When Ann Brashares’ beloved, best-selling Sisterhood of the Traveling Pants series ended, Tibby, Lena, Bee and Carmen were 19 years old. Now, 10 years later, they’re back in Sisterhood Everlasting, read with the right inflection and timbre by Angela Goethals. The fab four— out of college, out of the YA genre, into adulthood with all its angst and ambiguities—still have their magnetic appeal. And Brashares still captures the enduring strength of female friendship whether you’re five, 25 or 75. On the brink of 30, the “sisters” have moved on with differing degrees of success, but have stayed in touch, except for Tibby, who’s been almost incommunicado since her move to Australia with her boyfriend. Suddenly, to everyone’s joy, Tibby invites them all to meet in Santorini—but she isn’t there when they arrive. Why she disappeared and what she left behind prompts Bee, Carmen and Lena to consider themselves carefully, who they’ve become and how they’ll find fulfillment. Whether you watched these girls grow up or have just met them, this is a KKC (Keep the Kleenex Close) audio for sure.

If you’re an aficionado of murder-mystery-lite in exotic surroundings, laden with lots of local color (yes, think Precious Ramotswe), then you’re in for an audio treat. Killed at the Whim of a Hat, the first in a new series by Colin Cotterill, stars Jimm Juree, a 30-ish crime reporter with a droll take on the world and a wonderfully weird family. After Jimm’s mother, whose marbles are beginning to get lost, moves Jimm, her brother (a gentle buffed-up hunk) and her semi-silent grandfather to a tiny fishing village in southern Thailand (her transgendered, computer-hacking sibling stays in Chiang Mai), Jimm bemoans the end of her blossoming career. But when two skeletons in tattered hippie clothes are found in an old VW camper and a visiting Buddhist monk is brutally stabbed to death, Jimm is back in business and listeners get both a lively crime caper and a perceptive look into Thai culture, all charmingly narrated by Jeany Park.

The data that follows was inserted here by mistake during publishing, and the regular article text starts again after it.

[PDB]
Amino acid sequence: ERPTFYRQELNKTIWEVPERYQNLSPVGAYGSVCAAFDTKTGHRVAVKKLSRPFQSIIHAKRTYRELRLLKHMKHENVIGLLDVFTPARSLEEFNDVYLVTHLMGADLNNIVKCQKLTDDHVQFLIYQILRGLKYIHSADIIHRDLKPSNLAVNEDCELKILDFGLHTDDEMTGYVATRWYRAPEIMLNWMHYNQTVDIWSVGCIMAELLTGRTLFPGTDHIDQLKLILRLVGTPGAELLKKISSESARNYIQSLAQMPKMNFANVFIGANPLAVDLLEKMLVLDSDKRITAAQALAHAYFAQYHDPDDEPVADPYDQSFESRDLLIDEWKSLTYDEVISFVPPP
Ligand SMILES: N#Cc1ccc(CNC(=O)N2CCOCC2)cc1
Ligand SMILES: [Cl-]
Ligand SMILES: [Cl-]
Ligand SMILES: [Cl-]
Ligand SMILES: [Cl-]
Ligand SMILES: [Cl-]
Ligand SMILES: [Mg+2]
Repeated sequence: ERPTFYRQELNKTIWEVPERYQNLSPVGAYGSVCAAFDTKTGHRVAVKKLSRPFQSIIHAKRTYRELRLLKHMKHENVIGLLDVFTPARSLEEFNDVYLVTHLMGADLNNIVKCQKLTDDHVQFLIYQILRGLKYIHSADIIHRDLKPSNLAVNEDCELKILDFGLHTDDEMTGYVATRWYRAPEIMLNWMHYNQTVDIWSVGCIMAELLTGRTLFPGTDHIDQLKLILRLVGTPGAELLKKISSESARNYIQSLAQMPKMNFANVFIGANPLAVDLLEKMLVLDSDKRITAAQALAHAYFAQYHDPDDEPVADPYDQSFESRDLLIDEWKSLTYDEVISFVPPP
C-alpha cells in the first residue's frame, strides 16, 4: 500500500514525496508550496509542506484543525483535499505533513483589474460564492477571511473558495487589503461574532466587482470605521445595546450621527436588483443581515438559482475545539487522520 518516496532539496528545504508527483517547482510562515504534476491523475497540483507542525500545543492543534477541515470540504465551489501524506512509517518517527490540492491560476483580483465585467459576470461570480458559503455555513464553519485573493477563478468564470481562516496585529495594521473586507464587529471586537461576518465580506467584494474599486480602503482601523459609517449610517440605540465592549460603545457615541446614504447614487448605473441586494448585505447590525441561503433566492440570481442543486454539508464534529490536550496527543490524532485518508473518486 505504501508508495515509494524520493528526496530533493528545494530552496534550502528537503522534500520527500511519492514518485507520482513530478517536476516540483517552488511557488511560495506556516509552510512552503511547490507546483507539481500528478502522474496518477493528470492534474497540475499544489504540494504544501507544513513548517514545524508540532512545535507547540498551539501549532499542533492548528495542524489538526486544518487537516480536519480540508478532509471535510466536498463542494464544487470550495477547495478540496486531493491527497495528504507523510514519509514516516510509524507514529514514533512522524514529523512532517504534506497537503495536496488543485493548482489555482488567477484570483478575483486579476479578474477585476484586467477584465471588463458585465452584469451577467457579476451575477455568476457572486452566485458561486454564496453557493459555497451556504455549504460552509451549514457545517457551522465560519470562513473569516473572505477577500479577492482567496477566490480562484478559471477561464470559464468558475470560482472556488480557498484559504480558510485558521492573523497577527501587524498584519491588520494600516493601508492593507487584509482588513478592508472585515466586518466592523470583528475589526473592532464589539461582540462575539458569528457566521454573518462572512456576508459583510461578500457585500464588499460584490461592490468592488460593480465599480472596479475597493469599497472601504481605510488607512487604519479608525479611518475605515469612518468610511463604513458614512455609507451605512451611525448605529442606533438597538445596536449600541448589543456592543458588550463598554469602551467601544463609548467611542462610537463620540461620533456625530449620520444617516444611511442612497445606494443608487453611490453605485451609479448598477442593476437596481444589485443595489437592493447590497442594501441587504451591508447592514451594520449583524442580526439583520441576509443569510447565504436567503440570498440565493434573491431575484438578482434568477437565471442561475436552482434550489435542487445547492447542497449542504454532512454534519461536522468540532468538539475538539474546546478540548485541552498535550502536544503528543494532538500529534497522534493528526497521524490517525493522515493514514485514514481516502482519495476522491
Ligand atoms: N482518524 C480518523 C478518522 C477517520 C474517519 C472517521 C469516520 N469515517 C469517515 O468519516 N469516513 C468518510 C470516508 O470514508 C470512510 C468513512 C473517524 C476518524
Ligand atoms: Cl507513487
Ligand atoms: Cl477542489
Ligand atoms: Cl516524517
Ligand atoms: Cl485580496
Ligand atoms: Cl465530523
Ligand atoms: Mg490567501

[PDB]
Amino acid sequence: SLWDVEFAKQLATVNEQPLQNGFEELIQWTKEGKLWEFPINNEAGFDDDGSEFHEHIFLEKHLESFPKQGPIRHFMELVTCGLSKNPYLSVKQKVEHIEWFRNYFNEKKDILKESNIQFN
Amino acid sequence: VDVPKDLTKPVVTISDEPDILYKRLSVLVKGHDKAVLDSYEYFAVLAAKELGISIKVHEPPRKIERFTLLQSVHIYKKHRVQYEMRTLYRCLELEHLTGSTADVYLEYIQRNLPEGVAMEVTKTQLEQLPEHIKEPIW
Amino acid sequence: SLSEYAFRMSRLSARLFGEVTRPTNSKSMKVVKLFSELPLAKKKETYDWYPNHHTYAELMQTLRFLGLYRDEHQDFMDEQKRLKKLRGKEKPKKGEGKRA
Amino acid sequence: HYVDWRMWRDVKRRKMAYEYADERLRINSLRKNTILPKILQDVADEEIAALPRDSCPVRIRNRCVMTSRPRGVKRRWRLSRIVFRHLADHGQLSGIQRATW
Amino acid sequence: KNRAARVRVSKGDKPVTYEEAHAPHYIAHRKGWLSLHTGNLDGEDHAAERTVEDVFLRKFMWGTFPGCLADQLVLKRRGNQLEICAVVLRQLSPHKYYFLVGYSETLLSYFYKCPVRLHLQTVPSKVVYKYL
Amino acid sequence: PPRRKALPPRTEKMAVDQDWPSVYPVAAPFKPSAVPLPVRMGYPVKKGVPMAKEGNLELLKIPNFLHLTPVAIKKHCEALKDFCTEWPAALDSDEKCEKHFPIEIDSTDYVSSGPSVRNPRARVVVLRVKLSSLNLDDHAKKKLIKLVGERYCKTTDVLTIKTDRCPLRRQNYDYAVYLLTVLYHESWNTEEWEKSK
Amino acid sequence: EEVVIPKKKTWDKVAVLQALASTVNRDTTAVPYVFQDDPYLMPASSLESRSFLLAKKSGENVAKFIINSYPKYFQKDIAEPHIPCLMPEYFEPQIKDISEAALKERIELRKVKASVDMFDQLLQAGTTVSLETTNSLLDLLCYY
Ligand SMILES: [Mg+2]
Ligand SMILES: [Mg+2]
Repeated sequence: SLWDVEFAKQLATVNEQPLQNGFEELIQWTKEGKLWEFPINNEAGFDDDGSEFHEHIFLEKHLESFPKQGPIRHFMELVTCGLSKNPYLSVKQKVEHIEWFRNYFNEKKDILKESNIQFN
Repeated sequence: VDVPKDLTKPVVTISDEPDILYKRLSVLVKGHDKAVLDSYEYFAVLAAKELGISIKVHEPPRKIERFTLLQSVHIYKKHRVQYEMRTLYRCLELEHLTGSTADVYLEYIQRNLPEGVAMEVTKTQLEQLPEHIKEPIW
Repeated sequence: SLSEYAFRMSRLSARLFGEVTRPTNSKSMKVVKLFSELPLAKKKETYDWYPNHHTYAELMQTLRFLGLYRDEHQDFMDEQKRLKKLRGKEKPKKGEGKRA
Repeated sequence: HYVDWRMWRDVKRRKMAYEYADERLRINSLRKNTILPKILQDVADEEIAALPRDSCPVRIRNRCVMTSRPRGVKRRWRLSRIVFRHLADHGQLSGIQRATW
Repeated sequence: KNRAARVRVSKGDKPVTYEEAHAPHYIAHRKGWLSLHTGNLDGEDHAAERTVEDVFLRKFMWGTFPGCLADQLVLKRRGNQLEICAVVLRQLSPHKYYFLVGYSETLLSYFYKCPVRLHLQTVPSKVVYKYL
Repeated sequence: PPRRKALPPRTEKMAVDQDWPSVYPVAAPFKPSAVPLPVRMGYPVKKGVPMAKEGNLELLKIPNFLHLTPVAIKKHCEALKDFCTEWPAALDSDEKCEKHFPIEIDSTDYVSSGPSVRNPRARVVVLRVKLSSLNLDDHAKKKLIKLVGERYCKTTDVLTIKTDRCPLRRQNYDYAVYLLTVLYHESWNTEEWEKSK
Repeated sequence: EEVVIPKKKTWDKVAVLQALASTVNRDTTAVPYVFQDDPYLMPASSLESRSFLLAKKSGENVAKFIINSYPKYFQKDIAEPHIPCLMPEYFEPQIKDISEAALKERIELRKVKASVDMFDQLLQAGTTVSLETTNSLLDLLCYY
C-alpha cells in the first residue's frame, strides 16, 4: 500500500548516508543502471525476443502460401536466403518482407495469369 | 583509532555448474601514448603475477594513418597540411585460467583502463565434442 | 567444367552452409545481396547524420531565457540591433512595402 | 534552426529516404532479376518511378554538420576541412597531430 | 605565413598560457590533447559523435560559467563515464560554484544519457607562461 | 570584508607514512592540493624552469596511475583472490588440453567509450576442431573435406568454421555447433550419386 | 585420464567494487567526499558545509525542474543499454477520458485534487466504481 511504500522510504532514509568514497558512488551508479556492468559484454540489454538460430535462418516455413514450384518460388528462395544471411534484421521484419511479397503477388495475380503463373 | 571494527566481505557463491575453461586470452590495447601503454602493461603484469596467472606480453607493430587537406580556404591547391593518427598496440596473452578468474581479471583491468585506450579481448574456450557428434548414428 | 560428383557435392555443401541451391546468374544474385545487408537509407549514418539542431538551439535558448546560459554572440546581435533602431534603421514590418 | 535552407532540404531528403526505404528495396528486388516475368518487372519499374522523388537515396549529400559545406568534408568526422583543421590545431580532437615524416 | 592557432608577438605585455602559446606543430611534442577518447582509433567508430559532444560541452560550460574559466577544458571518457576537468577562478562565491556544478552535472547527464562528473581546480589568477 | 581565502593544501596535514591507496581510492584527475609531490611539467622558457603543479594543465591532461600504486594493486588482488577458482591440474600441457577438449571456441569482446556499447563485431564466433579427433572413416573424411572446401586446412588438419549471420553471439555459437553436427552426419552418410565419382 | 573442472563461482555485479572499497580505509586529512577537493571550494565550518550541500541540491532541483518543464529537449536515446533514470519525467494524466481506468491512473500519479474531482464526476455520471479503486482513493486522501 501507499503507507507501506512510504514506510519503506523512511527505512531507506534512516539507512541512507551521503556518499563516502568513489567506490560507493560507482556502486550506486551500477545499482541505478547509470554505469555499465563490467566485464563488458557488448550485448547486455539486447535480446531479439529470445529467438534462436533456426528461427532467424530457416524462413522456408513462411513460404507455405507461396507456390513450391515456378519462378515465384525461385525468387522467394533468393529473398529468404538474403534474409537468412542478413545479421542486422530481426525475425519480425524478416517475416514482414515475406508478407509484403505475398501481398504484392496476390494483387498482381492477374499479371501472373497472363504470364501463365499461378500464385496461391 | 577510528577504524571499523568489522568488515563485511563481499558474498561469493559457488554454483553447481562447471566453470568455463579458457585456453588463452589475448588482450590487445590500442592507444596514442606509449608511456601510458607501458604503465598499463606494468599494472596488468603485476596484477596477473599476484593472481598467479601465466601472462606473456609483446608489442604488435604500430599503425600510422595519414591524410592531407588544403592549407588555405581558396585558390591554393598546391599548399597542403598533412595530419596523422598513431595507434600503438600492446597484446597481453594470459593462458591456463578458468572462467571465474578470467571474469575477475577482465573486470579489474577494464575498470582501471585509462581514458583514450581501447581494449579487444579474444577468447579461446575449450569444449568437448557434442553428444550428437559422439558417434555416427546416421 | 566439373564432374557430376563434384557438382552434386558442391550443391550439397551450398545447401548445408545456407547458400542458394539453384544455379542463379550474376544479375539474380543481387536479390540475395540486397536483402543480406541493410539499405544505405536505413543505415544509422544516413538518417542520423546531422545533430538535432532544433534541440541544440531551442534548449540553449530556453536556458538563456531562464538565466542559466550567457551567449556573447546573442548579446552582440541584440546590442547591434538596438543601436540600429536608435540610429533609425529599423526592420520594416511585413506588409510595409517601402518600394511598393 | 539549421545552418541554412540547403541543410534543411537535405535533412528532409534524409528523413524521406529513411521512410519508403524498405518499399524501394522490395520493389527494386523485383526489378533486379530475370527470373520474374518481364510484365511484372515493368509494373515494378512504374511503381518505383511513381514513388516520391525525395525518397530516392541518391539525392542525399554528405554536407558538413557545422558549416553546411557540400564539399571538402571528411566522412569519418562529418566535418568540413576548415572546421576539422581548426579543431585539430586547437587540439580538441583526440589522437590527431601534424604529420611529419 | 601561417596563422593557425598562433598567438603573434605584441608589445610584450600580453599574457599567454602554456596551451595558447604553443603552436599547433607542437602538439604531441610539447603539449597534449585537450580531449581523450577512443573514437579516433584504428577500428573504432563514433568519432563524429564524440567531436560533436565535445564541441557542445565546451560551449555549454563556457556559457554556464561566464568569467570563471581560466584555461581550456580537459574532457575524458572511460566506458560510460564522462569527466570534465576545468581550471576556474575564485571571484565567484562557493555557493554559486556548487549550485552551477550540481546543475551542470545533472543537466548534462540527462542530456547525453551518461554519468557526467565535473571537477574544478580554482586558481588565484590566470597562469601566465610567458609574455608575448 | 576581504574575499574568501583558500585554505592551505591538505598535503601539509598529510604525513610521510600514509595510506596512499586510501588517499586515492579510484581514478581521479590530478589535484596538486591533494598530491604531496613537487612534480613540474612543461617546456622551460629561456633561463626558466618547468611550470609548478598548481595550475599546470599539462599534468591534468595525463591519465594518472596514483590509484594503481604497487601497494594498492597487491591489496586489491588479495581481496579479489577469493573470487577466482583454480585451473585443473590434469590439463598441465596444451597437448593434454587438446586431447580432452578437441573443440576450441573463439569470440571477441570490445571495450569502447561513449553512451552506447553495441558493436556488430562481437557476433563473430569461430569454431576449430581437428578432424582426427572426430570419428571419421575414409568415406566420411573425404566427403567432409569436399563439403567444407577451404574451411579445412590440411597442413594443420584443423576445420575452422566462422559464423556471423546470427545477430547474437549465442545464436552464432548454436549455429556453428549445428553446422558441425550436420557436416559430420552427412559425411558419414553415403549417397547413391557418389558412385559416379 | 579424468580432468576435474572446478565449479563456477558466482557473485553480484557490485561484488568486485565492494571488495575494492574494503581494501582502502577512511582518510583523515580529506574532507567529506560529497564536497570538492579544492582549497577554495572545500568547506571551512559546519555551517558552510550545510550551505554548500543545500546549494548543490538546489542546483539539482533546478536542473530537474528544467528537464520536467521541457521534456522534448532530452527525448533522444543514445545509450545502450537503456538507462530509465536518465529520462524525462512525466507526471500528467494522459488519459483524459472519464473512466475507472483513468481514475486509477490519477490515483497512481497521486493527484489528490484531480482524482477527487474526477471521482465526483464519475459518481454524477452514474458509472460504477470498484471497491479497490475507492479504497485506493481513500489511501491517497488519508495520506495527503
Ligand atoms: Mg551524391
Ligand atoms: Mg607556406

The James Bond I loved was the Ian Fleming version, and try as I might, I’ve never fallen for the many Bonds in the many books (more than 25) written after Fleming died. But that was before Jeffery Deaver took over. Deaver’s Bond in Carte Blanche, his first foray into Fleming-dom, is a perfect mix of old and new. This 21st-century Bond, armed with an ingenious iPhone and bleeding-edge spyware, saw heroic action in Afghanistan before taking on licensed-to-kill 007 status. Like the Bond of before, our knight-errant thinks like a master chess player, sizing up dangerous situations in a nanosecond, planning evasive action many moves ahead of his adversaries, while he charms every beautiful woman into his arms and quaffs shaken-not-stirred martinis. When British intelligence picks up an encrypted whisper about an attack that will kill thousands, Bond is on the case, racing from London to Dubai to Cape Town to reveal the twisted villain and stop him . . . or her. Performed by Toby Stephens, whose array of spot-on accents comes with a Bondian ability to deftly switch from derring-do to debonair, it’s fabulous, exciting, cinematic fun.

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